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What is a National Innovation System and Why Does it Matter?

By Robert Atkinson July 3, 2014

There is a disturbing turn to “neo-Ludditism” in America as public interest groups, the media, and the public adopt an anti-innovation attitude.

In the conventional view, innovation is something that just takes place idiosyncratically in “Silicon Valley garages” and research and development (R&D) laboratories. But in fact, innovation activities are best understood as being embedded in a broader national innovation system (NIS), which is central to innovation-based growth and the ultimate health of an economy.

And, just as innovation is more than science and technology, an innovation system is more than those elements directly related to the promotion of science and technology. Rather, it includes all economic, political, and social factors affecting innovation including: the financial system; organization of private firms; the elementary, secondary and university educational systems; labor markets; culture; regulatory policies and the strength of innovation institutions.

Innovation Success Triangle
One way to conceptually organize the factors determining innovation is to think of an innovation success triangle, with business environment factors along one side of the triangle, the trade, tax and regulatory environment along another, and the innovation policy environment along the third. Success requires correctly structuring all three sides of this triangle.

Unfortunately, when evaluating the U.S. in terms of the innovation success triangle, it is clear to see that our system is now weaker than our global competitors and declining further in several key areas. Although the U.S. had the world’s strongest national innovation system for more than half a century, today that leadership has been lost.

A key area where this decline can be seen is in decreased funding for universities and federal labs and other innovation inputs as federal policymakers continue their unwillingness to prioritize investment in the federal budget process. For example, the U.S. now ranks just 24th, out of 39 nations, in government funding of university research and development (R&D) as a share of GDP.

And while some would argue that corporate R&D is replacing government investments, the numbers indicate otherwise, business funding of university R&D is just 27th globally as a share of GDP.

Afraid of Innovation’s Shadow?
There is also a disturbing turn to “neo-Ludditism” in America as so-called “public interest” groups, the media, and an increasing share of the public adopt an anti-innovation attitude, whether it relates to genetically modified organisms, the enhanced use of data, or automation. Couple this with a growing anti-corporate animus (from the right which decries so-called “crony capitalism” and the left which lumps corporations in with the “one percent”) and it becomes harder and harder for government to take actions to affirmatively help U.S. companies innovate and compete. (Witness the current debate over the Export-Import Bank reauthorization).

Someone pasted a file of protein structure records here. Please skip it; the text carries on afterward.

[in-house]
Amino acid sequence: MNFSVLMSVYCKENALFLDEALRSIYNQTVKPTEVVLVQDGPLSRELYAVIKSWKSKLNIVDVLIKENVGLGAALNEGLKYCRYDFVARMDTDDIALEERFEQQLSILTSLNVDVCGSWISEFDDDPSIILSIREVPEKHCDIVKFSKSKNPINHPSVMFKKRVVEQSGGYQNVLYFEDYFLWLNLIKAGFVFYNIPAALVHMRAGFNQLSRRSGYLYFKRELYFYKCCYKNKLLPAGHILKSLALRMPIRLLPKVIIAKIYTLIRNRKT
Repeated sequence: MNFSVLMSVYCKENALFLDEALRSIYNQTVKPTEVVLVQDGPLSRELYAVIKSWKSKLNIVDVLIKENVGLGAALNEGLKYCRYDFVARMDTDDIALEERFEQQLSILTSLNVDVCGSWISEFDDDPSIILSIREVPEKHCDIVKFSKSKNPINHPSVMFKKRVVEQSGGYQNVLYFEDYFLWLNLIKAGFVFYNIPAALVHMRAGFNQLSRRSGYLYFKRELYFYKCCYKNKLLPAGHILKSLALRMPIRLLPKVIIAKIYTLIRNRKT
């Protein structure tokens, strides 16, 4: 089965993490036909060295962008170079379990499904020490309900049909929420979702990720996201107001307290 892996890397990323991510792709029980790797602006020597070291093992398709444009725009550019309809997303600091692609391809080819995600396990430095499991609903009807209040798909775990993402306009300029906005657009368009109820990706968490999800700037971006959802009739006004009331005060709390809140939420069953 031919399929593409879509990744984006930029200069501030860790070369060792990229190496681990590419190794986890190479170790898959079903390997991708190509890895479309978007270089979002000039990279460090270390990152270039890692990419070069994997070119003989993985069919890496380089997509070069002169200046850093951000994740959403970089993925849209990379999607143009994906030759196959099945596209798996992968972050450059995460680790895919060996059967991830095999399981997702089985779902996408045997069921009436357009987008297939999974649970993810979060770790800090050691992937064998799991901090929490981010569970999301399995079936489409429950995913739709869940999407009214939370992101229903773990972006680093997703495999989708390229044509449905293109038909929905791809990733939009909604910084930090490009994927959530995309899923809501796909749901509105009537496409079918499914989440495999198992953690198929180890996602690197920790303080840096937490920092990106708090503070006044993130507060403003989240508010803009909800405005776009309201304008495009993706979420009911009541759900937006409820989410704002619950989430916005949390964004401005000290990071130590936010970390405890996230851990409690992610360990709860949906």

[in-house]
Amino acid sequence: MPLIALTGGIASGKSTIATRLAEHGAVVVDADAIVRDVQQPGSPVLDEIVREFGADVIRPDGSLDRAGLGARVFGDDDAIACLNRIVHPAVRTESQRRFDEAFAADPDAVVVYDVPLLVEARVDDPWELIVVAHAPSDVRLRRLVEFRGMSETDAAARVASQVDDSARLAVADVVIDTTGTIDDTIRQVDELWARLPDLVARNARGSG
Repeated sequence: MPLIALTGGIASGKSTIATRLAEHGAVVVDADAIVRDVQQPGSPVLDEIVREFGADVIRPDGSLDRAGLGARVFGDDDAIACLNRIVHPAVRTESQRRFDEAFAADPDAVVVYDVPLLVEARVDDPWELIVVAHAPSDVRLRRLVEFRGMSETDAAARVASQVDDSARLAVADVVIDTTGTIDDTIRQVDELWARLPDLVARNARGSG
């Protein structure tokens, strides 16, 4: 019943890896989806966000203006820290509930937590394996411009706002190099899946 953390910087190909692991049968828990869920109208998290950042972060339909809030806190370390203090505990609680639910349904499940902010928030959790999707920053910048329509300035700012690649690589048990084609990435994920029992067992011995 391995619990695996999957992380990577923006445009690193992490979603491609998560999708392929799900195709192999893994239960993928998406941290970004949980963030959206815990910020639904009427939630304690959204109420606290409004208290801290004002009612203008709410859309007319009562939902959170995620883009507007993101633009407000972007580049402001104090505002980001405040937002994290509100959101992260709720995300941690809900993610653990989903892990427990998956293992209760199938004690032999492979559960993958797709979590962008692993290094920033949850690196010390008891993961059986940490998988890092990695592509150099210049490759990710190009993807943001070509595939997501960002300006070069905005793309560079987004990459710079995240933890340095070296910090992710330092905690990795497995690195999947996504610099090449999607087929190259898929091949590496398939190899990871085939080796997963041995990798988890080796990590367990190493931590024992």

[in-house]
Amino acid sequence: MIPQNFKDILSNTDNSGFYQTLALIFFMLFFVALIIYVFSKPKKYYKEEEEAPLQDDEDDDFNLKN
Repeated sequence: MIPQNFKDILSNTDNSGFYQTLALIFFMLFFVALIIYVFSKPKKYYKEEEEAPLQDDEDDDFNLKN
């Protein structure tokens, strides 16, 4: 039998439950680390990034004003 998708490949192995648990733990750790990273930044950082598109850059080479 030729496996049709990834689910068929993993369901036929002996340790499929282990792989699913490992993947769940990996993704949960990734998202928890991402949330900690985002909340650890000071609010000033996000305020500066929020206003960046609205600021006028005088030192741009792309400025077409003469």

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In addition, the U.S. regulatory and tax systems are increasingly becoming drags on innovation.

Many Democrats view even simple common-sense reforms as opening up the floodgates of deregulation and believe that business, especially large businesses, are regulated too lightly. At the same time, most Republicans are reluctant to increase funding for regulatory agencies, believing that this will simply empower them to regulate more, rather than regulate more smartly and expeditiously. Similarly, the federal R&D tax credit, once the most generous, now ranks just 27th. These factors raise the cost of doing business in America, reduce opportunities for additional corporate investment and are helping to drive innovation industries overseas.

There are a number of areas where there is reasonable bi-partisan consensus for policy reforms that would strengthen the American NIS and improve our global innovation competitiveness. These include:

  • Enhanced funding for STEM education
  • Improved manufacturing technology support programs (e.g., the Congressional RAMI legislation)
  • Increased funding for technical skills training, and expanded resources for trade enforcement

But to date, Congress has been preoccupied with matters other than enhancing U.S. innovation and competitiveness, and even if they did focus their attention here, the overall budget impasse (Democrats unwilling to cut entitlement spending, Republicans unwilling to raise taxes on individuals) suggests that little of substance will happen in these areas.

As nations compete to win the global innovation race, some will sprint out ahead, others will remain stuck in the middle of the pack, and still others will struggle to get out of the starting gate.

The nations that can put together all three sides of the innovation success triangle most effectively are likely to be the ones that win the race and reap the rewards in greater economic vitality and prosperity.

The challenge for the U.S. going forward is whether it can make the needed changes to its innovation system to meet the new competition. Our economic future will depend on the answer.

Robert Atkinson is President of the Information Technology and Innovation Foundation.